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While humans age and die (which is kind of a bummer), it looks like hydras will stay young and fertile forever. Why is this? And what can we learn from these tentacular microscopic organisms?

Hosted by: Hank Green
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I have a beautiful word for you; senescence.  It's the word for how, as multicellular organisms age, they die more and reproduce less.  It's the deterioration that comes from getting older.  But there are a few exceptions to this "get older and die" thing. Including, it turns out, tiny sea creatures called hydras.

We humans, like a lot of other animals, experience a peak period of fertility during the first third of our lifespans; the period of life in which we are least likely to die from most things.  Your body is working as well as it's going to, and you're as good as you're ever gonna get at firing out babies.  Then, senescence kicks in.  All of those things get less and less true until eventually you die.

For a long time senescence was thought to be universal, that all multicellular organisms capable of breeding more that once would get worse at it over time.  The older they get the more likely it is that they'll die.  Until scientists found a certain kind of jellyfish that can make itself young again. (link at 1:05) A power I would like to have.

And according to a study that came out this week from the Max Planck Institute in Germany, there's another exception to this rule, the hydra.  Not the mythical beast with all the heads. This hydra is a freshwater polyp that's a centimeter long and reproduces both asexually and sexually, can regenerate after it's been cut into pieces, including being able to regenerate it's entire head, and as it turns out, is pretty much immortal.  Not bad, being immortal and all that stuff, but I'd like to see it host  a YouTube show.

The hydra has fascinated scientists for centuries.  When they sequenced its genome back in 2010 they discovered that it had the same number of genes as humans.  We also have a surprising number of genes in common, including certain genes associated with Alzheimer's and Huntington's disease, so we've been studying these tentacular little guys ever since.  Because, like, maybe they can magically repair the neurodegeneration that  leads to Alzheimer's.  That would pretty much be exactly what we'd expect from hydras at this point. Like, why not?

Because we've been watching hydras for so long, scientists have expected that they don't senesce, but this was the first large scale study that focused on finding out for sure.  The team followed 2,000 individual hydras for a combination of 3.9 million days.  The hydras were between 0 and 41 years old, and they observed them for a period of 8 years.  The result; no decrease in fertility of increase in mortality was observed at any point in the hydra life cycle.  Although, if they don't age, it's not really a life cycle, it's more of a life-line that gets cut off when they get eaten by something.  And that is what I've been able to do that most hydras can't; get eaten, so far, at least.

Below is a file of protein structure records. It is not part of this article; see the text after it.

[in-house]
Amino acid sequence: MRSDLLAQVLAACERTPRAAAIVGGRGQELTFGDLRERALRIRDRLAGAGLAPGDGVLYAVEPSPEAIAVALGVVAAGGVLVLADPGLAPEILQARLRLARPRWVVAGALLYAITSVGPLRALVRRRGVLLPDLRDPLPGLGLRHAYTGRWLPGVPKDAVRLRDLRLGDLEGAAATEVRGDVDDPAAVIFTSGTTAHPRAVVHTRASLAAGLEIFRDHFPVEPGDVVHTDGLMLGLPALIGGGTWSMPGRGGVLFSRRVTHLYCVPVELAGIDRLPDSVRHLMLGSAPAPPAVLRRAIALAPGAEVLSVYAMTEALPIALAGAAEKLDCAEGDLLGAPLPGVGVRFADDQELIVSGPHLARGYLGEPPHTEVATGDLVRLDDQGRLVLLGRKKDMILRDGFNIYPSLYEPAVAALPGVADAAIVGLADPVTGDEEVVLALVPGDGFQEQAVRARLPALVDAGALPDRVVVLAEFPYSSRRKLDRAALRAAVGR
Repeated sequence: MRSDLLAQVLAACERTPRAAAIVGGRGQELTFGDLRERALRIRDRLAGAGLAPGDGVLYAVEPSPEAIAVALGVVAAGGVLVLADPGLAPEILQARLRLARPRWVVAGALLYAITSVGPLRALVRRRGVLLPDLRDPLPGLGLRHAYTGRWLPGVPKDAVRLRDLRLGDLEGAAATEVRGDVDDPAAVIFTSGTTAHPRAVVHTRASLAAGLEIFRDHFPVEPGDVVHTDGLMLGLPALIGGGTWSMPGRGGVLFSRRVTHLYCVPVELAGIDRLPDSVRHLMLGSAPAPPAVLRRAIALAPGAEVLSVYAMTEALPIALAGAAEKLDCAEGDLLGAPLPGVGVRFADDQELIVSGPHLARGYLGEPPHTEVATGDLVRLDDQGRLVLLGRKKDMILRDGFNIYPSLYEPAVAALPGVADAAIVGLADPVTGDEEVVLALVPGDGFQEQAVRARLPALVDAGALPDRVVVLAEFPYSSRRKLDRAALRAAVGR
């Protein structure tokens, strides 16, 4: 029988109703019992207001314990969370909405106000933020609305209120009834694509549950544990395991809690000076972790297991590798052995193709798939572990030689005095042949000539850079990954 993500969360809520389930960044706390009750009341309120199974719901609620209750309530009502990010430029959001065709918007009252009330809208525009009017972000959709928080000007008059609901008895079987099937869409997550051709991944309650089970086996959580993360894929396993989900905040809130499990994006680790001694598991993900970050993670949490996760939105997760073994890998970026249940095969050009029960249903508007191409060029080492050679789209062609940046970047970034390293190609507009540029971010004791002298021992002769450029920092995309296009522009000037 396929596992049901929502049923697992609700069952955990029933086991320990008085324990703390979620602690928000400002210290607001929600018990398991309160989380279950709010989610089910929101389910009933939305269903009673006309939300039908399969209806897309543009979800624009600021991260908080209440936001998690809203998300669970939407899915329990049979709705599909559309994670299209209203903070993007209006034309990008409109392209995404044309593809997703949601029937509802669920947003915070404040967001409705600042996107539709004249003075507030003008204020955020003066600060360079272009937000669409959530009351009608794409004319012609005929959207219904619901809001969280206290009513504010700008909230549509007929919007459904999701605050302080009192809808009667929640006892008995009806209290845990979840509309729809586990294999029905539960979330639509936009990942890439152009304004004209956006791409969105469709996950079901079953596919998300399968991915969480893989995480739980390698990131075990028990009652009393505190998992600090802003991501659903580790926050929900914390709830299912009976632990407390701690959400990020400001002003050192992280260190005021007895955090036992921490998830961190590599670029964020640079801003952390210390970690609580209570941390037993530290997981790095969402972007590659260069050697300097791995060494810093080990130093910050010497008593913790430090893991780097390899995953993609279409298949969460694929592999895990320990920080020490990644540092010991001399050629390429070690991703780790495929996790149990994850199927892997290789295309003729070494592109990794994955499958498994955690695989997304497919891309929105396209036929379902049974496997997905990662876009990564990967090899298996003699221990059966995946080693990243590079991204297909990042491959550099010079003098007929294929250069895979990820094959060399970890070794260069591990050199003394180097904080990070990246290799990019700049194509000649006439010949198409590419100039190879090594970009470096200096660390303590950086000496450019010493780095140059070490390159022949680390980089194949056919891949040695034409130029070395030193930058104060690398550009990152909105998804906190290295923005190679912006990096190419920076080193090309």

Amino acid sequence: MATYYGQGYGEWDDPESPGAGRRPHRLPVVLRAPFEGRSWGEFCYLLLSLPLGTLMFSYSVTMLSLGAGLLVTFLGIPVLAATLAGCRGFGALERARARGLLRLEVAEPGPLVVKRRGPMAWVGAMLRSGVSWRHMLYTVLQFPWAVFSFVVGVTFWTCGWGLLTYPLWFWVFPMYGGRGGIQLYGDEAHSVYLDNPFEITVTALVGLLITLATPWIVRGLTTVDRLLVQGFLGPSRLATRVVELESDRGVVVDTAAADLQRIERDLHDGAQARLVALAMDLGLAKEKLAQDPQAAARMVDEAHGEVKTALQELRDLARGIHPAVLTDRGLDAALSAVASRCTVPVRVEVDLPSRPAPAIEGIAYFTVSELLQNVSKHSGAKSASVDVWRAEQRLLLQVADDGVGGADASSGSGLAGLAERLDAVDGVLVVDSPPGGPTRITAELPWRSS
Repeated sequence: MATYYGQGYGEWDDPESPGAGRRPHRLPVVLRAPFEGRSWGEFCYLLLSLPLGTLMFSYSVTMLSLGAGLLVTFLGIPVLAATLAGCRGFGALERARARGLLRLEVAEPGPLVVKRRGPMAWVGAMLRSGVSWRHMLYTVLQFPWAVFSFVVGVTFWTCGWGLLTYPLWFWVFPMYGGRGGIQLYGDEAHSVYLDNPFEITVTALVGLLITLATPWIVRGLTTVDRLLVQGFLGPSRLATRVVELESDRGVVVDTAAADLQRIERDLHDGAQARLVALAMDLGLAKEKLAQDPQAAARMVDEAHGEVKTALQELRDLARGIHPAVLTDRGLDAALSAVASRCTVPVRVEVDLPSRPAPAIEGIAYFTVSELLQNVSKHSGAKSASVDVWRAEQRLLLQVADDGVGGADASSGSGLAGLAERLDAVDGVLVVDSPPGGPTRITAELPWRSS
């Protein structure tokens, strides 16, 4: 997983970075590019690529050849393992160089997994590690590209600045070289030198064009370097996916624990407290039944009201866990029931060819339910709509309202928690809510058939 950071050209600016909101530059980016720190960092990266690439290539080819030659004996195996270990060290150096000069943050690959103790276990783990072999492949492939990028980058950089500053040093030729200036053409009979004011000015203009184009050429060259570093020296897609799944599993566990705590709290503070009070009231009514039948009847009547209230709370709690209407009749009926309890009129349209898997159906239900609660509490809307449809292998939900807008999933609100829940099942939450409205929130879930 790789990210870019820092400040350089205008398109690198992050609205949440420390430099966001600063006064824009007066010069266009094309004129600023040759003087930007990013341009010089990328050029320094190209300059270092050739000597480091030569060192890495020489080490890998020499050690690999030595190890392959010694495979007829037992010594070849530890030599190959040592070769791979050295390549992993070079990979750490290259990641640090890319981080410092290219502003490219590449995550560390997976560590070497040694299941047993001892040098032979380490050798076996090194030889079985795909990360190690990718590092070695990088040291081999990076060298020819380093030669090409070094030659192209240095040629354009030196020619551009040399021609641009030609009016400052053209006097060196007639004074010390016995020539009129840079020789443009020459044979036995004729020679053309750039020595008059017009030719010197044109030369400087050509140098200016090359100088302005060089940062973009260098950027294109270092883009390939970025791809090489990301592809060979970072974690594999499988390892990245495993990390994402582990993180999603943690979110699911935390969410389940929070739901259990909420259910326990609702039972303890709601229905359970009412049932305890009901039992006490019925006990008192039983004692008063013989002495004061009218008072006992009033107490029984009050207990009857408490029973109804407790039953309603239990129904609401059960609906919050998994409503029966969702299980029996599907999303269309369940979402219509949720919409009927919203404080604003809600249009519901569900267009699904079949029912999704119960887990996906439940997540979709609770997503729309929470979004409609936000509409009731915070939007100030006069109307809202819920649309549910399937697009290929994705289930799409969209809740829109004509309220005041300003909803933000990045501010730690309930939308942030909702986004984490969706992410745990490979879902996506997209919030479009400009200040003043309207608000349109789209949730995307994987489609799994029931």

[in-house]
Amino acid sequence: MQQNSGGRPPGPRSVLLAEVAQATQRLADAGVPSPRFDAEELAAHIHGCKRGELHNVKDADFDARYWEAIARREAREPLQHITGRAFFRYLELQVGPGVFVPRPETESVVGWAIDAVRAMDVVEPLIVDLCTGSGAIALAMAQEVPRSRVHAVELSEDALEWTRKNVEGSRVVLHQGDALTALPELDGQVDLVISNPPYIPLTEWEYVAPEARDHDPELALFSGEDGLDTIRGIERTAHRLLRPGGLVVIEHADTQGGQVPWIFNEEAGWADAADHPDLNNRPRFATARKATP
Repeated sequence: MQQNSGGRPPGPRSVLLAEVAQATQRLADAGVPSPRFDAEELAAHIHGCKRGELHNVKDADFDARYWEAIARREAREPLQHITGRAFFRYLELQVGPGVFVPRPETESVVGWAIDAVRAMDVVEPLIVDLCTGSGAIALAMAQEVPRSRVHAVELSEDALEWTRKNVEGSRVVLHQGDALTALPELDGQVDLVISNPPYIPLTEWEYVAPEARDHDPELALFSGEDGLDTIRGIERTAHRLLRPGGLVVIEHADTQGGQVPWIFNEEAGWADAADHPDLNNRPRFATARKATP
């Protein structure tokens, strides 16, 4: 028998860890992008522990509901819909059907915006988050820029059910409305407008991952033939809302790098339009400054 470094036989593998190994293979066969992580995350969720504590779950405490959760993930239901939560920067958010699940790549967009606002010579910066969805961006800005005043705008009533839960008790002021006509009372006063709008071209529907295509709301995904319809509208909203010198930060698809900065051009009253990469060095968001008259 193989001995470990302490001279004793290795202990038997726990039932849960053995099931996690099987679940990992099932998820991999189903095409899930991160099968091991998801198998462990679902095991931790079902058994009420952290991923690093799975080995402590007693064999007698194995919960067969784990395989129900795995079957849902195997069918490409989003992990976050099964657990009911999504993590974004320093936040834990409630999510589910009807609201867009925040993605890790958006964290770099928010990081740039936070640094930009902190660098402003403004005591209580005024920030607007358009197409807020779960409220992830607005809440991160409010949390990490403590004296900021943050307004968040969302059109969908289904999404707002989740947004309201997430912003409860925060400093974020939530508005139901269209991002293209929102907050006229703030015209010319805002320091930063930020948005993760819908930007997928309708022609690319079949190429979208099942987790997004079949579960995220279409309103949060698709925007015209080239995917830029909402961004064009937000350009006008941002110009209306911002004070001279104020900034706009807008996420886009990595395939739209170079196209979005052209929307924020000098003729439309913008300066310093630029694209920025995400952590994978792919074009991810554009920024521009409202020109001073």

These hydras reproduced, or budded, about once a month and they died at a rate of about one in 167 per year, no matter how old or young they were.  If the mortality rates in this study continued, that means in 3000 years, 5% of those hydras would still be alive if they were kept safe in the lab.  It would be a really long experiment.

So, how do hydras not decline with age?  Well, there are a lot of factors that might contribute.  They have a relatively simple body plan and relatively few types of cells, which probably helps.  But the most important factor is probably that hydras constantly produce new stem cells.  Every cell in a hydras body is replaced every 3-4 weeks by fresh cells produced by brand new stem cells.  It's essentially regenerating once a month, and in a completely different way from the jellyfish we talked about earlier, which reverts to an earlier stage in its life cycle when it's stressed.

There's a lot we might be able to learn from this.  What we now know about hydras suggests that they could hold the keys to big breakthroughs in research on stem cells, aging, and diseases like Alzheimer's.  While we're at it, we might as well leave little notes in hydra's genetic code for any  future aliens who might one day find our planet.  Maybe they'd sequence the genome of our immortal little buddies and it would say, "we were here, signed, humanity."  Then we could leave a link they could follow to the last working internet server, which would just be Rick Astley's "Never Gonna Give You Up."

Thank for watching this episode of SciShow News, and thanks especially to our patrons on Patreon like Emily Burrows and Mike Boyle who make this show possible.  We just picked a couple to say thanks to them specifically.  If you want to help us keep making videos like this, you can go to , and don't forget to go to and subscribe.

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